OAKLAND, Calif. (AP) _ Multimillionaire William Millard says he will appeal a verdict ordering him to pay a group of investors $125 million in punitive damages and give them 20 percent of the stock in his ComputerLand empire.

''We intend to appeal the verdict and to pursue every avenue legally available to us until we obtain a just resolution of this matter,'' Millard said in a statement Wednesday after the jury returned its decision.

Millard lost the first phase of the trial on Monday when a jury ruled he owed 20 percent of the stock in ComputerLand and his other companies to Micro- Vest, a group of about 60 investors who sued Millard in a dispute over a $250,000 loan.

On Wednesday, the same jury awarded $125 million in punitive damages to Micro-Vest. The jury determined ComputerLand is to pay $10 million of the damages, with the remainder paid by Millard and other defendants, including his wife, Patricia, and 11 corporations that include the family's holding company, IMS Associates Inc.

''We're confident that the verdicts will be reversed on appeal,'' a statement from ComputerLand said. ''(We're) especially confident that the punitive damages will be set aside.''

Catherine Graham, an attorney with the firm representing Micro-Vest, said in a telephone interview that the battle was far from over.

Under California law, the judge could change the amount of the award. ''There's a lot yet ahead,'' Ms. Graham said. ''A lot of legal maneuvering.''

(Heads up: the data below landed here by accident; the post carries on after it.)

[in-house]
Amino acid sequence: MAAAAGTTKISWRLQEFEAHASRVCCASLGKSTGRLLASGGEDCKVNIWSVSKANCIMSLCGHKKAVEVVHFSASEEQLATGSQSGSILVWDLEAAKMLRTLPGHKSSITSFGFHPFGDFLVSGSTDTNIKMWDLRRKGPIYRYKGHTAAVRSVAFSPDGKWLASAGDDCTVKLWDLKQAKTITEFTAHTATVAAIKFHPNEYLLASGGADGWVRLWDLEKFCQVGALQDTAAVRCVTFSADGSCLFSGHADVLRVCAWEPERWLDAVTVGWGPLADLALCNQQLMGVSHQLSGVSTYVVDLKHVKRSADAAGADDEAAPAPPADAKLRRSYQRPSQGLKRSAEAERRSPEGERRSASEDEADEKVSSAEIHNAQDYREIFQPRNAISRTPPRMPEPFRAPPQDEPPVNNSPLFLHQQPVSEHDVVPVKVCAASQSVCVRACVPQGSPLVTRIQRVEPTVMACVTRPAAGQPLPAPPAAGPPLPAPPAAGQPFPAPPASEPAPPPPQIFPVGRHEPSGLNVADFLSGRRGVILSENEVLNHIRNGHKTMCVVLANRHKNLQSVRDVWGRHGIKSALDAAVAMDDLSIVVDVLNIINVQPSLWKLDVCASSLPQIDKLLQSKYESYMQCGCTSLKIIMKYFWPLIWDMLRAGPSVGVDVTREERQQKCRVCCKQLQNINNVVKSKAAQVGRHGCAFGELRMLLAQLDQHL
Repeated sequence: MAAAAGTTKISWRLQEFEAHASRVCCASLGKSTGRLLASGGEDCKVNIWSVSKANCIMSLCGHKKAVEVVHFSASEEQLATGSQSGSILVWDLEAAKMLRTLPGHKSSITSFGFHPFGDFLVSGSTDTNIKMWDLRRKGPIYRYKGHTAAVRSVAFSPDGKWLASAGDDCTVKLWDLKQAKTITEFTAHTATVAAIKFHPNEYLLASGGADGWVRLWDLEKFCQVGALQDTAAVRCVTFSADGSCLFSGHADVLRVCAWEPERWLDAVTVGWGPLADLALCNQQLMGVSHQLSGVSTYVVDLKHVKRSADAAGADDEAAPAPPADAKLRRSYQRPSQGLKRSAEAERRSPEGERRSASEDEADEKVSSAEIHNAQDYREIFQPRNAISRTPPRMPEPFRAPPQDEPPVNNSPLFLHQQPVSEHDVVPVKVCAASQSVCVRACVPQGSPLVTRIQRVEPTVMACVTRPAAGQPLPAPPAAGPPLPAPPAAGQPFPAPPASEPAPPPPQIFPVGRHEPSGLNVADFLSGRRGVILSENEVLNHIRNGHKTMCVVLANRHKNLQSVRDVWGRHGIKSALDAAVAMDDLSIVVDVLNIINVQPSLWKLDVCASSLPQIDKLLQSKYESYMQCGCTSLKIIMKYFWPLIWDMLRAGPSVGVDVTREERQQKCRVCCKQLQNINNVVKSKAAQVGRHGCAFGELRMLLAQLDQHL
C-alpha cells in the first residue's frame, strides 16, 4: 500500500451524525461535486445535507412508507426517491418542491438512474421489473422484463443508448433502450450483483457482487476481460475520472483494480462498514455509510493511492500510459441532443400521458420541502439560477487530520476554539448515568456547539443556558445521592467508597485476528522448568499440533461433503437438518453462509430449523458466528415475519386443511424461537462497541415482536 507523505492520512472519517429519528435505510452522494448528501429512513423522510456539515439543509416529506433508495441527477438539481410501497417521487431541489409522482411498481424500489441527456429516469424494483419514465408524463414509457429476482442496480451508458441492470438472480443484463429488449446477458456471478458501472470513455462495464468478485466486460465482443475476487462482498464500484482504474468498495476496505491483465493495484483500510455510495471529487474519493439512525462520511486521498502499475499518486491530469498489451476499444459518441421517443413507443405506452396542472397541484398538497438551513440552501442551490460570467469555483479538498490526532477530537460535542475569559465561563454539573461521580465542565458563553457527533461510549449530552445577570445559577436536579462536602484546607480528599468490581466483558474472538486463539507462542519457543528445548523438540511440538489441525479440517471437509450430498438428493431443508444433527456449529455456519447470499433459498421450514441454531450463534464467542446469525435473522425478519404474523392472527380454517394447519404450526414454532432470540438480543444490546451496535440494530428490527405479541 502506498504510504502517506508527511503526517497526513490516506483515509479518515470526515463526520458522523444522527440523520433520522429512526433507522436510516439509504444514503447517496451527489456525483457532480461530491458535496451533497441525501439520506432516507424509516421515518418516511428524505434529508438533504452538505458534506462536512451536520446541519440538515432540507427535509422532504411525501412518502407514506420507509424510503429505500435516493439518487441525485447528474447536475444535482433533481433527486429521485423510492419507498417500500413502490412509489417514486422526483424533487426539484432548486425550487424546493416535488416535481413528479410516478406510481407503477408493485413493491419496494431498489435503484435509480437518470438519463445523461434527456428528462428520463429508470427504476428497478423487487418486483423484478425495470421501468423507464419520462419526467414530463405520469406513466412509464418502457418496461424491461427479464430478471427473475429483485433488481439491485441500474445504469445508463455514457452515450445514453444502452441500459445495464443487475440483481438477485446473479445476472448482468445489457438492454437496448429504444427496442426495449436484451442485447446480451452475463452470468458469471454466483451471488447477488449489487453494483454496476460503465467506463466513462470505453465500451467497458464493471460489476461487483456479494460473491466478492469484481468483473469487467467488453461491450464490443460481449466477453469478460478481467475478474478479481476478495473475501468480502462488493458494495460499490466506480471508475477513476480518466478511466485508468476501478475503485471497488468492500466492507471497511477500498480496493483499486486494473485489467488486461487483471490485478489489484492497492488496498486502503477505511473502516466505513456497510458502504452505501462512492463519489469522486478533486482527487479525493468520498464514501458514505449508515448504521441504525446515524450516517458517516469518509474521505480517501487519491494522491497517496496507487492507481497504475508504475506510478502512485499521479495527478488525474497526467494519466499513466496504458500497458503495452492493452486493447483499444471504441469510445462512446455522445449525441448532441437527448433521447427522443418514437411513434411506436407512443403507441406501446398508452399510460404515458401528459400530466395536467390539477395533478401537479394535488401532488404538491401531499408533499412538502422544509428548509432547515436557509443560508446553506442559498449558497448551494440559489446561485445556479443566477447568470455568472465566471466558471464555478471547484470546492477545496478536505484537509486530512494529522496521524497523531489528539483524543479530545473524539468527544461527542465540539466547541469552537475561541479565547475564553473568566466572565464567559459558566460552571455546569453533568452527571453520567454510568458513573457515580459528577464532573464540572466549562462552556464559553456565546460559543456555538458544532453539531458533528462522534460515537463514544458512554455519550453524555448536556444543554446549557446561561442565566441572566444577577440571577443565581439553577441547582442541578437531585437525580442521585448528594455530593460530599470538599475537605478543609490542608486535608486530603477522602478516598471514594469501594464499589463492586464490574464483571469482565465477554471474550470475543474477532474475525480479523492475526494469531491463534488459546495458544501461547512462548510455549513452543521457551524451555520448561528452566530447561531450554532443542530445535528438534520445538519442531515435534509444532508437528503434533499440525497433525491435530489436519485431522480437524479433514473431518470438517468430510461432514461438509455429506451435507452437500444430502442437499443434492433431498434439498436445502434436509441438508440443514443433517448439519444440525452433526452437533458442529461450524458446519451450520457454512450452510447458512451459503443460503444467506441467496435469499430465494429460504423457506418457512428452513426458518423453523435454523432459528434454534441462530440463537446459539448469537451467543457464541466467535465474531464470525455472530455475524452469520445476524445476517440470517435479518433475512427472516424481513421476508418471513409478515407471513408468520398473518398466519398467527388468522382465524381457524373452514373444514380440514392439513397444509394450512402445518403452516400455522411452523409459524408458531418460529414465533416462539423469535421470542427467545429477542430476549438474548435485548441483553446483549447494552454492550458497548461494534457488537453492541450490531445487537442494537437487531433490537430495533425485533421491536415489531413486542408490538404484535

John Martin-Musumeci, one of the founders of Micro-Vest, said he was ''absolutely ecstatic'' when the jury returned Wednesday after four hours of deliberation.

Millard, 52, of Oakland, and his family own 96 percent of the company's stock. Forbes magazine last year reported that Millard was worth some $600 million.

Some opponents contend the award could force his privately held company to go public. But the company's statement, delivered by spokesman Glen Udine, said, ''Computerland has no plans to go public.''

Micro-Vest attorney Herbert Hafif, who will get 10 percent of whatever he recovers for the company, said that ''a $100 million punitive judgment is guaranteed to make him go public,'' adding that Millard would need the money from sale of the stock to pay the judgment.

Micro-Vest sued in 1981 after paying about $400,000 for the $250,000 note. The note was issued in 1976 after Millard borrowed money from Massachusetts- based Marriner & Co., Inc., to help fund his fledgling IMS Associates Inc. He founded Computer Shack that same year, and it later grew into ComputerLand, a chain of computer stores.

The dispute centered on a section of the note that gave Marriner the option of converting it into 20 percent of the stock in Millard's companies. The suit was filed after Millard refused to convert the note into stock for Micro-Vest.

Millard didn't dispute terms of the note, but contended he had an oral agreement with Marriner President Loring Reed that the note would not be sold without Millard's approval.

ComputerLand has 791 franchised computer retail stores, which had revenues of $1.4 billion in 1984. However, ComputerLand's chief financial officer testified Tuesday that the company's net worth was about $25 million.